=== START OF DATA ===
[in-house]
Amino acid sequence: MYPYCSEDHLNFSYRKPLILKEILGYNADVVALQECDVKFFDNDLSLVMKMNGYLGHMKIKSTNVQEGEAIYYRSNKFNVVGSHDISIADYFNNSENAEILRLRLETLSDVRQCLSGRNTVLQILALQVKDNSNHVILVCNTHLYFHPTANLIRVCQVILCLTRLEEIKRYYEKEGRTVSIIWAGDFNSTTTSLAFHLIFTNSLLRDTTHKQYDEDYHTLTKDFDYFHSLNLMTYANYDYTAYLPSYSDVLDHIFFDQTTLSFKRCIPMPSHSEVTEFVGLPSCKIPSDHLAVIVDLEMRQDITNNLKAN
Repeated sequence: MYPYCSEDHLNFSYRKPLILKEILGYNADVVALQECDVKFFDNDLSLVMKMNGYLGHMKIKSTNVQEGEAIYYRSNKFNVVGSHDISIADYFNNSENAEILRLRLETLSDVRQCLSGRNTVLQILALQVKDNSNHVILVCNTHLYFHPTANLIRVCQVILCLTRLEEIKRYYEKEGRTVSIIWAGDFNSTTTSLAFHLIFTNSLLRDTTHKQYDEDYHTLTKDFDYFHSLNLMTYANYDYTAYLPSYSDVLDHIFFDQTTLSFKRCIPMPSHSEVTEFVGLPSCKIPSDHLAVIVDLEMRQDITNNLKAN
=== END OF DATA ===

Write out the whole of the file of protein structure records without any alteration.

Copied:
[in-house]
Amino acid sequence: MYPYCSEDHLNFSYRKPLILKEILGYNADVVALQECDVKFFDNDLSLVMKMNGYLGHMKIKSTNVQEGEAIYYRSNKFNVVGSHDISIADYFNNSENAEILRLRLETLSDVRQCLSGRNTVLQILALQVKDNSNHVILVCNTHLYFHPTANLIRVCQVILCLTRLEEIKRYYEKEGRTVSIIWAGDFNSTTTSLAFHLIFTNSLLRDTTHKQYDEDYHTLTKDFDYFHSLNLMTYANYDYTAYLPSYSDVLDHIFFDQTTLSFKRCIPMPSHSEVTEFVGLPSCKIPSDHLAVIVDLEMRQDITNNLKAN
Repeated sequence: MYPYCSEDHLNFSYRKPLILKEILGYNADVVALQECDVKFFDNDLSLVMKMNGYLGHMKIKSTNVQEGEAIYYRSNKFNVVGSHDISIADYFNNSENAEILRLRLETLSDVRQCLSGRNTVLQILALQVKDNSNHVILVCNTHLYFHPTANLIRVCQVILCLTRLEEIKRYYEKEGRTVSIIWAGDFNSTTTSLAFHLIFTNSLLRDTTHKQYDEDYHTLTKDFDYFHSLNLMTYANYDYTAYLPSYSDVLDHIFFDQTTLSFKRCIPMPSHSEVTEFVGLPSCKIPSDHLAVIVDLEMRQDITNNLKAN